By comparison between quintiles, there was a higher intake of lipid (mean 45.8 g versus 26.4 g), protein (mean 90.2 g versus 59.9 g), and energy (1806.7 Kcal versus 1638.4 Kcal) in the 5th quintile than in the 1st quintile. In contrast, carbohydrate intake was lower in the 5th quintile than in the 1st quintile (261.0 g versus 193.3 g), Table 1.

Table 1 Characteristics of demographic and macronutrients intake of quintile 1 and quintile 5

The mean dietary vitamin D intake in the highest quintile was 11.9 μg/day, and that of the lowest quintile was 0.4 μg/day. A continual decline in cancer risk according to the increment quintile of vitamin D intake was recorded (OR and 95%CI: 0.84 (0.80-0.88), p = 0.001). After adjusting for age, education, smoking, BMI, family history of cancer, blood group (A, AB, B, O), alcohol drinking, fridge at home, four periods of data collection, energy intake, and serum status of H. pylori infection, a steady decline in adjusted ORs from each level up of vitamin D intake quintile was also observed (adjusted OR and 95%CI: 0.91 (0.86-0.96), p = 0.000). A statistically significant decreased risk of GC was found at the highest 5th quintile compared to the lowest quintile (adjusted OR and 95%CI, 5th versus 1st quintiles: 0.68 (0.53-0.86), p = 0.002), Table 2.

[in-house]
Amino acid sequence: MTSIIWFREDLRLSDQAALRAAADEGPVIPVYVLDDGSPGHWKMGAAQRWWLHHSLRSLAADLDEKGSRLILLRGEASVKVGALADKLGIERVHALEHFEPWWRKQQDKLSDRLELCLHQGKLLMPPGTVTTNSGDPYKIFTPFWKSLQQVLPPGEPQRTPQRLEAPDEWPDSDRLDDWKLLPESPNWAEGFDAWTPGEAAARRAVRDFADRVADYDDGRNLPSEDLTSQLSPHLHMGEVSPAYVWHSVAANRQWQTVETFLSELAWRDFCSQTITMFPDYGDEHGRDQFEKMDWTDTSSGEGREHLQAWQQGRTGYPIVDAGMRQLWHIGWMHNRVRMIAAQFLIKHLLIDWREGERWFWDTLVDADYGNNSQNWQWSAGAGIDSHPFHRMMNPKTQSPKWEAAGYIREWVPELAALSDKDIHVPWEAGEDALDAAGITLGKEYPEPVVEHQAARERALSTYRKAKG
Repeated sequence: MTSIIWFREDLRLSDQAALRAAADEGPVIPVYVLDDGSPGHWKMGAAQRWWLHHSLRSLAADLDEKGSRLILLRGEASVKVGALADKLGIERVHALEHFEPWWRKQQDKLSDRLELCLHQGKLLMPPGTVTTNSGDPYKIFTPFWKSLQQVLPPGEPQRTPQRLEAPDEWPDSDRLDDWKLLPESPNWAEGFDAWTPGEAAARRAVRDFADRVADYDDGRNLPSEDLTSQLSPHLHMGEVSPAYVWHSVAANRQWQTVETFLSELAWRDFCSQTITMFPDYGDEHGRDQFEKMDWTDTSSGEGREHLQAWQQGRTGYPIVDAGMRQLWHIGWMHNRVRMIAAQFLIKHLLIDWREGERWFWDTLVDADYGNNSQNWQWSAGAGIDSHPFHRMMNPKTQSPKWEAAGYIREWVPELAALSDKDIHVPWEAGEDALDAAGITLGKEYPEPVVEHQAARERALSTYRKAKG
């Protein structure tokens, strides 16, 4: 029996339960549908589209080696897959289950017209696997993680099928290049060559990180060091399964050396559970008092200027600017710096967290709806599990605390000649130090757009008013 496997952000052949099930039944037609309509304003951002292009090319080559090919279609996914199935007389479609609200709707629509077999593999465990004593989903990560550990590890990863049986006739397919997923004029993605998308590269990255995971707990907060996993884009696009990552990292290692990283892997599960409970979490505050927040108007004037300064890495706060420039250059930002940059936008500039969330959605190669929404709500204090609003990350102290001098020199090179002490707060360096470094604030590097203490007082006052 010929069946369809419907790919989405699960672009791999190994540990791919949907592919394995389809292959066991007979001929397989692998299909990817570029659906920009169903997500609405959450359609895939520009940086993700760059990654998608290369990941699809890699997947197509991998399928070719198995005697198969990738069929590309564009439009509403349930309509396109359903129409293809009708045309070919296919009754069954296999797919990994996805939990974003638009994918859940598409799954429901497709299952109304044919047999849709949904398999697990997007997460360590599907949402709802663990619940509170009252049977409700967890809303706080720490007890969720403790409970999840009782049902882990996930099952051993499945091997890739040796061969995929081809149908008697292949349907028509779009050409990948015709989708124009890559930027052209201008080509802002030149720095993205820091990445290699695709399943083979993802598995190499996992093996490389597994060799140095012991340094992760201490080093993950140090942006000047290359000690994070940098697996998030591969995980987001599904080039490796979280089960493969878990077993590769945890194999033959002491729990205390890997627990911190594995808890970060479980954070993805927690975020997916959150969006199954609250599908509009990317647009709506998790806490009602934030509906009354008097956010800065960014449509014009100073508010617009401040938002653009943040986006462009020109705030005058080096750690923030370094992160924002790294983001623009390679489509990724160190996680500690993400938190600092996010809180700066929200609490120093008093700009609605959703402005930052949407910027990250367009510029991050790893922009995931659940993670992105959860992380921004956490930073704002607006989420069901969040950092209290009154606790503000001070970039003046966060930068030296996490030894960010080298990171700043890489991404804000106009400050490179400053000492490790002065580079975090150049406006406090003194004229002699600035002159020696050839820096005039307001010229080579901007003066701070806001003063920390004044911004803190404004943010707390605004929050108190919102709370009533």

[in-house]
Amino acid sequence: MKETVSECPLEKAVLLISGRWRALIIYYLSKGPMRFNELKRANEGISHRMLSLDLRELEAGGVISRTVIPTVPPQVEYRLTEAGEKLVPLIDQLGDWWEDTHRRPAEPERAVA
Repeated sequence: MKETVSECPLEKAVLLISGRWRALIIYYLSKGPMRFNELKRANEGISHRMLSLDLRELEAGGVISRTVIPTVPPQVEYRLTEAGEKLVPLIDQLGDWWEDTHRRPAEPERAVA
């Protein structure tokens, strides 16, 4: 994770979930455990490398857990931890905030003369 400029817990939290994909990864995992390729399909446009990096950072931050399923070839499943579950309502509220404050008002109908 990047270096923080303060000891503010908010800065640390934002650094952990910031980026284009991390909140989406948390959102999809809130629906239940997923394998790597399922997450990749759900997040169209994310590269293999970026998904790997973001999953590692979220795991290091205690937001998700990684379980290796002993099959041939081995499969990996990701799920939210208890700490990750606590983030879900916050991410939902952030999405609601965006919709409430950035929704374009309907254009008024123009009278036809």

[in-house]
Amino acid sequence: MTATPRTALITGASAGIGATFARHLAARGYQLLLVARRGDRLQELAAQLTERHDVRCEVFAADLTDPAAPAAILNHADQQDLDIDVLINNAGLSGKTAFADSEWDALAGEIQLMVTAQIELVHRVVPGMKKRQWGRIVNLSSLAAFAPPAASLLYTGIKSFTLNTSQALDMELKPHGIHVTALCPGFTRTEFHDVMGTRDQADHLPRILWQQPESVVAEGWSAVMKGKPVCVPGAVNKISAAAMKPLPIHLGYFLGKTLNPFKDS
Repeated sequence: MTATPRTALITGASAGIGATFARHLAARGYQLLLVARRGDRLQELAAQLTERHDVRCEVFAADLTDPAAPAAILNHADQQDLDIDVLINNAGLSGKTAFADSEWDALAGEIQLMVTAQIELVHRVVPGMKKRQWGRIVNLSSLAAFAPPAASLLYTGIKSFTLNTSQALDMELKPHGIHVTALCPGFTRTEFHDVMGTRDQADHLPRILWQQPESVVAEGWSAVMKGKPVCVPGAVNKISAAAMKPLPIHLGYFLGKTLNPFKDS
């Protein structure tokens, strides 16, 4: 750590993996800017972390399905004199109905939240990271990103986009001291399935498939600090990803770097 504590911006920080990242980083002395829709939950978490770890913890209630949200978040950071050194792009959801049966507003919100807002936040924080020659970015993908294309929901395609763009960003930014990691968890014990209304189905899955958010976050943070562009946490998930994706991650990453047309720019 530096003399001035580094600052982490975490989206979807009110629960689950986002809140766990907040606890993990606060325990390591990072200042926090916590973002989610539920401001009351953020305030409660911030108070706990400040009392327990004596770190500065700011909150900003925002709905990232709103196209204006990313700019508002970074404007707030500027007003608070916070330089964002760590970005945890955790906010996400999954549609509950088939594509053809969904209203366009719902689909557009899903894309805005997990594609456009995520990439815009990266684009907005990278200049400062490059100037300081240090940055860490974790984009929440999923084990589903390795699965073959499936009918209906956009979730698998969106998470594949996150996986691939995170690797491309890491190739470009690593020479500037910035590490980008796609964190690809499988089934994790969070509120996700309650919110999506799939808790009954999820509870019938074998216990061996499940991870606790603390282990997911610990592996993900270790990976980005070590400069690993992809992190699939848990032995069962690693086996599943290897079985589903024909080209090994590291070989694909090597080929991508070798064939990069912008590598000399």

Table 2 Vitamin D intake and gastric cancer, men and women combined

Stratified analysis according to sex-specific quintile also reached similar outcomes in both men and women subgroups (adjusted OR and 95%CI, 5th versus 1st quintiles: 0.72 (0.53-0.97), p = 0.028; and adjusted OR and 95%CI, 5th versus 1st quintiles: 0.58 (0.38, 0.89), p = 0.013, respectively). Again, the continual decline in cancer risk according to the increment quintile of vitamin D intake was recorded (adjusted OR and 95%CI: 0.93 (0.87, 0.99), p = 0.027 for men and adjusted OR and 95%CI: 0.87 (0.80, 0.96, p = 0.003 for women). Tables 3 and 4.

Table 3 Vitamin D intake and gastric cancer in men
Table 4 Vitamin D intake and gastric cancer in women

The significant inverse association between vitamin D intake remained in the subgroups of ever and never tobacco smoking; negative and positive H. pylori infection. An adjusted OR and 95%CI, 5th versus 1st quintiles: 0.41 (0.29, 0.60), p = 0.000 for never smoker; OR and 95%CI: 0.64 (0.46, 0.94), p = 0.012 for ever smoker; OR and 95%CI: 0.23 (0.13, 0.39), p = 0.000 for negative H. pylori infection; OR and 95%CI: 0.50 (0.33, 0.74, p = 0.001 for positive H. pylori infection (data not shown).